RL policy fine-tuning using the reward model and the PPO from GitHub Gist

Fine-tuning with the reward model discourages inappropriate responses by punishing those with low rewards. Since such low-reward outputs are unlikely to be repeated, the language model iteratively learns and produces outputs that align closely with human expectations– this is the prime of RLHF.   

RLHF Use Cases

RLHF has proven useful in developing models used in healthcare, technology, banking, and finance, among other fields, from pre-trained models like GPT-4 and LLaMA. OpenAI’s InstructGPT, Anthropic’s Claude and Google’s Gemini are some of the successful applications of RLHF.  

  • OpenAI’s InstructGPT – In NLP, InstructGPT is undoubtedly the most successful use case for RLHF. OpenAI used the prompts submitted by its customers to the API as human feedback. The prompts were annotated and added to the training set to fine-tune GPT-3. The resulting InstructGPT model was more performant in following instructions than the base GPT-3 model. Despite having only 1.3 billion parameters compared to the base model with 175 billion parameters, the InstructGPT model performs better, thanks to RLHF. 
  • Anthropic’s Claude – RLHF has also been applied in training Claude, Anthropic’s next-gen AI, to be more helpful. The AI assistant depends on human feedback and AI Constitution to align its responses with human values and preferences.    
  • Google’s Gemini – Google Deepmind introduced Gemini Ultra, a model enhanced through RLHF. This powerful model outperformed GPT-4 on several benchmarks, including reasoning and math, because it was primed to generate helpful and harmless responses using RLHF.         

Challenges of RLHF 

While RLHF emerged as a groundbreaking AI model training technique, its implementation is not always a straightforward process. Some of the limitations of RLHF are:

  • Shortcomings of the human agents – Introducing human agents into the training cycle comes with issues of reliance, scalability, and bias (divergence from the expected outcome). Ineffective human feedback may lead to suboptimal performance and create biases, leading to skewed learning. 
  • Time and resource complexities – Scaling the models to handle more complex tasks could also be time-consuming and resource-intensive with the introduction of human agents in the training cycle.

However, the benefits outweigh the setup and maintenance costs of implementing RHF. The challenges can be mitigated by balancing feedback, diversifying the perspectives of human annotators, and evaluating performance of the model from time to time. Another method used by companies like Anthropic and Google to mitigate the cost and timeframe of gathering the necessary feedback is RLAIF, or reinforcement learning from AI feedback. By using another LLM to augment or replace the volume of human feedback needed during the supervised fine-tuning stage, teams can move faster and even choose to focus human efforts on more expert-level, domain-specific evaluation tasks.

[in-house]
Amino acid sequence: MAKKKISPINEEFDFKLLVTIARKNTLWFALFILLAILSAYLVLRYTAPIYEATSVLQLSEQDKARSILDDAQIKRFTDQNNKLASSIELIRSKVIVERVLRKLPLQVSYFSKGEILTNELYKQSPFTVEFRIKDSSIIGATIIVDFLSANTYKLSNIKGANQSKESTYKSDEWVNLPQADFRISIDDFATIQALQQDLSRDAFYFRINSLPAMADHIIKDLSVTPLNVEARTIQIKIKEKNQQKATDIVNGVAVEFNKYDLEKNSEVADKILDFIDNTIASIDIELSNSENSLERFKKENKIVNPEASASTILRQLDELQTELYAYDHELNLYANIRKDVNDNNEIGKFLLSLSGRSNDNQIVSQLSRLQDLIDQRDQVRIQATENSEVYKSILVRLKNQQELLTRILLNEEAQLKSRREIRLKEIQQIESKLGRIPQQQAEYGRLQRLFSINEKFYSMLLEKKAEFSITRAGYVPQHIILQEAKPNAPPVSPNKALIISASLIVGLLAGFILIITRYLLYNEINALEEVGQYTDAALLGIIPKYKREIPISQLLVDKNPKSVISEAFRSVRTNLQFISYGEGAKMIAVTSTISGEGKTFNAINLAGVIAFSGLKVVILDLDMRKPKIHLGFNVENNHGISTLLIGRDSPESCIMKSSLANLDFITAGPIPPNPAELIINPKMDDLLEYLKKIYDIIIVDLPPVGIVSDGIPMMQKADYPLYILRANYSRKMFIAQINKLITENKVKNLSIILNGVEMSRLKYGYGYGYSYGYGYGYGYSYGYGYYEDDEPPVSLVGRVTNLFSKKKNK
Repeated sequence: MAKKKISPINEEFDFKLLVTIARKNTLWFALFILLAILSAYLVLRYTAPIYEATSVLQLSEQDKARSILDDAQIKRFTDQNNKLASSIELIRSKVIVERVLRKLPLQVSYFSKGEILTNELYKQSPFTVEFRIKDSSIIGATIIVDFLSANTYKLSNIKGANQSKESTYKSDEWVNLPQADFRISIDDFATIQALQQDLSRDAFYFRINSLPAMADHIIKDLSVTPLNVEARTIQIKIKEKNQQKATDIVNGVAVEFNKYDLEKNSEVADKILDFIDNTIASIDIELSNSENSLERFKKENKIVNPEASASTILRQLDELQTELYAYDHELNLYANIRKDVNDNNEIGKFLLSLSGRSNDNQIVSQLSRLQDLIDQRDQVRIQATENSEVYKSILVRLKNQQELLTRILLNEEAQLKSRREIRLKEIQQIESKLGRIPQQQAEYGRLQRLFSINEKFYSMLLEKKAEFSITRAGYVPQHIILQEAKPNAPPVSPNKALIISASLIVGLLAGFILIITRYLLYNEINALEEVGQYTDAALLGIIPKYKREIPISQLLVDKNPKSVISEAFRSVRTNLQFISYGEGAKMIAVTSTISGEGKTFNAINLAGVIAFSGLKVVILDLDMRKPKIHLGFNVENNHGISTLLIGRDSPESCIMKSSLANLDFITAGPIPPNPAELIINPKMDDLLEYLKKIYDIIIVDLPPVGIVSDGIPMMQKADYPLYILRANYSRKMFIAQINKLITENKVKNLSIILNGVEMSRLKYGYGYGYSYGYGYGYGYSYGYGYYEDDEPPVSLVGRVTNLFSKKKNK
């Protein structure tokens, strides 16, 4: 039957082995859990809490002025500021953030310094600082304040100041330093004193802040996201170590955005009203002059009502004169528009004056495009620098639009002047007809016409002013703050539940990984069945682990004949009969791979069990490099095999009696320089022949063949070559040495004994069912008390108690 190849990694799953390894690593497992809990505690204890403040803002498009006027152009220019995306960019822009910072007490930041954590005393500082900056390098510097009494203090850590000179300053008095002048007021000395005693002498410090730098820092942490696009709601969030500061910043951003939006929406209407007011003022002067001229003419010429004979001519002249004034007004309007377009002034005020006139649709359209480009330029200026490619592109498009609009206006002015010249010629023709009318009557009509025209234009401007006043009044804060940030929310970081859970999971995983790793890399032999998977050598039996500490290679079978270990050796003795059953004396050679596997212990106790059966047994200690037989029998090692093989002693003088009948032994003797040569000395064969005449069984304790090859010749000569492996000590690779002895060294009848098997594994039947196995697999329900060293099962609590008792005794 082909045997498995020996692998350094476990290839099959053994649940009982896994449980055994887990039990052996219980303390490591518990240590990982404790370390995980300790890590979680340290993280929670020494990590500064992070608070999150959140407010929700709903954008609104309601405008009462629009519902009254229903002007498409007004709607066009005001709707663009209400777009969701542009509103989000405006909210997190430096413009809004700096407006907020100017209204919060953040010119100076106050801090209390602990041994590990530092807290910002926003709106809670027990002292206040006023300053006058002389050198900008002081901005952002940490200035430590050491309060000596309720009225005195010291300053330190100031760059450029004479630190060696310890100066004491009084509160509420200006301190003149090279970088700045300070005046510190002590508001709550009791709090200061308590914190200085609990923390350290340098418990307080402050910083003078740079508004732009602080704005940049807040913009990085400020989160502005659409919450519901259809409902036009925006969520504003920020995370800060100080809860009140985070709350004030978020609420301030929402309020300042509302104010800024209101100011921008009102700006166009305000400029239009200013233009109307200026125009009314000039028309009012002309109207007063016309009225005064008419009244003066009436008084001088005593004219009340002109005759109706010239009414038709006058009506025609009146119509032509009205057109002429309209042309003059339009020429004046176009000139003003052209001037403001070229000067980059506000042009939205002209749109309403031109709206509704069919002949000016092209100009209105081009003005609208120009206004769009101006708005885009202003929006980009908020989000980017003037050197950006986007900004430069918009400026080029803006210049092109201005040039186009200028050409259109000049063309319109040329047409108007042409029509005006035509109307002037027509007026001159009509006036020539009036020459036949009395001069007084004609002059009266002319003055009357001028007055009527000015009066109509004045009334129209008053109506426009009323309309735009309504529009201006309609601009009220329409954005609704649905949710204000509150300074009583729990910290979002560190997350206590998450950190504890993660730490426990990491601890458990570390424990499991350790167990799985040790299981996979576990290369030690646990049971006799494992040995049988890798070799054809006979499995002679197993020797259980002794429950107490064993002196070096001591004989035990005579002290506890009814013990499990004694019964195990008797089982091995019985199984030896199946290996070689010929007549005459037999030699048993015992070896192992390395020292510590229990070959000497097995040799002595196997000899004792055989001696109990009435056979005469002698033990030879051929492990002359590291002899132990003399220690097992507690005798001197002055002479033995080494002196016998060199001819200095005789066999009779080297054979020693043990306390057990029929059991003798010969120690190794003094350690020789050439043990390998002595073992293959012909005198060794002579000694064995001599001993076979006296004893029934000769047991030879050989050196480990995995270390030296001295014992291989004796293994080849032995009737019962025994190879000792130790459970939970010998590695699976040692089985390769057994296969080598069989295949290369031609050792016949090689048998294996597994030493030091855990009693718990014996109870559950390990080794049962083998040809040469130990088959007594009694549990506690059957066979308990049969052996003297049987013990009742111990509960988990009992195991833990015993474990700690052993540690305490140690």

Final Thoughts on Reinforcement Learning from Human Feedback (RLHF)

As AI advances, RLHF ensures that the LLMs’ capabilities are aligned with complex human preferences, goals, and environments. RLHF has significantly revolutionized the subfield of NLP, specifically downstream LLM applications. 

It has pioneered the humanization of AI solutions, following feedback from users and the alignment of human annotators. We have seen that implementing RLHF takes a three-step process that starts with a pre-trained model and ends with fine-tuning the base model with a reward model trained from human feedback. 

Introducing humans in the training loop is the cornerstone of RLHF, although a balance is needed as slight inefficiencies could lead to biases and skew the model learning process. It is important to note that RLHF performance is only as good as the quality of human annotators and the human-generated text used for fine-tuning. 

Labelbox is a complete solution combining the best tools and fully managed services for reinforcement learning from human feedback (RLHF) and LLM evaluation. We ensure helpful, trustworthy, safe outputs with highly accurate datasets for instruction tuning, RLHF, and supervised fine-tuning. Get started with a free trial of the platform and see how Labelbox helps you ship better LLMs.